Saturday, October 31, 2009

Halloween in Poland

Well, they don't celebrate it. It's considered a very pagan American holiday (which is pretty much what it is, except I think it originated in England). Still, you can find a few Halloween decorations and costumes in large stores and probably some teens "celebrate" it in bigger cities.

We always do something at home, since there's no trick-or-treating. A couple of years ago the kids had a party and invited friends from school. They were all so confused when they saw Evie dressed as a ballerina. Ballerinas aren't scary! They thought you have to be something frightening.

As I say, I always try to do something Halloweenish. This year we did the usual stuff, but the kids made almost all the preparations.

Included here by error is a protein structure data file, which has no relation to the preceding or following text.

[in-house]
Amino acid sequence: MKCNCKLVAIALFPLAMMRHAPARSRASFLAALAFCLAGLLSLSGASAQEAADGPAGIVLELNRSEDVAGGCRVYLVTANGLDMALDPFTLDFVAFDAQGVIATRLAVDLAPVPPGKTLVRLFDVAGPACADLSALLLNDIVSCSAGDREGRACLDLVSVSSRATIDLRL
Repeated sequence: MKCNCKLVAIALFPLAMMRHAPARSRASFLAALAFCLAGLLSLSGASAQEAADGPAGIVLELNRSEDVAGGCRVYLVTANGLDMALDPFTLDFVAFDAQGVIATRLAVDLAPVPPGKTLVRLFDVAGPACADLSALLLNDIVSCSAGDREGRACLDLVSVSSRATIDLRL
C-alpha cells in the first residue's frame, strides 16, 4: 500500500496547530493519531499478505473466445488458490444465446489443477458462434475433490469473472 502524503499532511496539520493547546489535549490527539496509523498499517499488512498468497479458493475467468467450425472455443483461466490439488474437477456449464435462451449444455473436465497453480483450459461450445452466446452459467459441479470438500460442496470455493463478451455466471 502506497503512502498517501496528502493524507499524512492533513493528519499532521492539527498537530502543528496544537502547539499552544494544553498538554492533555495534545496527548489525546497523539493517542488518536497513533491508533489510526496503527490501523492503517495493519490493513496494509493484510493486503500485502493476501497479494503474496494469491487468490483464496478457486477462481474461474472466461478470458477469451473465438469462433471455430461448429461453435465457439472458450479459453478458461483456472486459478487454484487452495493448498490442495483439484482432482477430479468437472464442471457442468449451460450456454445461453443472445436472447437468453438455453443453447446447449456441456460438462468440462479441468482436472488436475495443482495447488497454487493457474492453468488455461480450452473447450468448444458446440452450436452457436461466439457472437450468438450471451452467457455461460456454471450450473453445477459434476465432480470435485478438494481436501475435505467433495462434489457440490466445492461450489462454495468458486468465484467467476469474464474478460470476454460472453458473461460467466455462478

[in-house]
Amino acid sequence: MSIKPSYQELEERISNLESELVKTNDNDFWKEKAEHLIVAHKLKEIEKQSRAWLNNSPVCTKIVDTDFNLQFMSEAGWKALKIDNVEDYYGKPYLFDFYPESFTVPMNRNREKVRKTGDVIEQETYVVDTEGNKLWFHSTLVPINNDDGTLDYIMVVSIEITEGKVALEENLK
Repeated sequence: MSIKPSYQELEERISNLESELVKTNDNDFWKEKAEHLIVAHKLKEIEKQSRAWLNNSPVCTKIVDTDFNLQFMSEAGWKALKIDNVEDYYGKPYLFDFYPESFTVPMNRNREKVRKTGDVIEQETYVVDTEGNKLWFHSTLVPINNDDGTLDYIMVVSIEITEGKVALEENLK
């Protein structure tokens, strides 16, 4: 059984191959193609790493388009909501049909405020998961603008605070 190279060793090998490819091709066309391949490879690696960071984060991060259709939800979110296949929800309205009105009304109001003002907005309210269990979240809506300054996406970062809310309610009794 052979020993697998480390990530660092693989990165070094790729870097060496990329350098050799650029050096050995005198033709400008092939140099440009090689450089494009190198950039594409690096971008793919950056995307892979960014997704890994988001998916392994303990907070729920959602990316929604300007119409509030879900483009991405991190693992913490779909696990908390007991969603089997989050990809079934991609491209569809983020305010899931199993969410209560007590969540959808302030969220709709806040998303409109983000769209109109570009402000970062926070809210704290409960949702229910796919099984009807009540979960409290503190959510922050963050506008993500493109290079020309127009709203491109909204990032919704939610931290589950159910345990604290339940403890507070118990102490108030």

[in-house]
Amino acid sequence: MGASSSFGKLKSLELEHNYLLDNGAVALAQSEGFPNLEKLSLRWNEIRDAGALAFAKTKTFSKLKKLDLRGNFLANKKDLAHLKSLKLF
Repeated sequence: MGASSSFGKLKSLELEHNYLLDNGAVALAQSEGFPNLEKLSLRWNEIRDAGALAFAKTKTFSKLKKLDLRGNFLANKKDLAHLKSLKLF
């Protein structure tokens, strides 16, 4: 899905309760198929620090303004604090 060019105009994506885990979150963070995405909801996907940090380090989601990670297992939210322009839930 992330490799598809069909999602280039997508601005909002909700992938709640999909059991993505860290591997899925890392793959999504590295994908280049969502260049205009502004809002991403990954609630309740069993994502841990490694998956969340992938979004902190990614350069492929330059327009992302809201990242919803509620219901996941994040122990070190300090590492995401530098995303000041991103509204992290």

"We" carved a pumpkin: Greg (who hates Halloween) did the artistic part, the kids scooped out the "monster teeth" (all while I took a nap). Note the little hanging decorations the kids made a few days ago for the stairs.



We played Halloween Bingo by candle light: the kids drew the pictures on the cards (spiders, witches hats, eyeballs etc.).

We played with slime: I just put the potato flour and water and bowls on the table and let them make it for themselves (no green food coloring or anything).


As usual I hid the candy around the living room and they searched for it by candle light.

Then we watched The Legend of Sleepy Hollow and ate dirt dessert with worms.

And there you have a lazy mother's Halloween.

******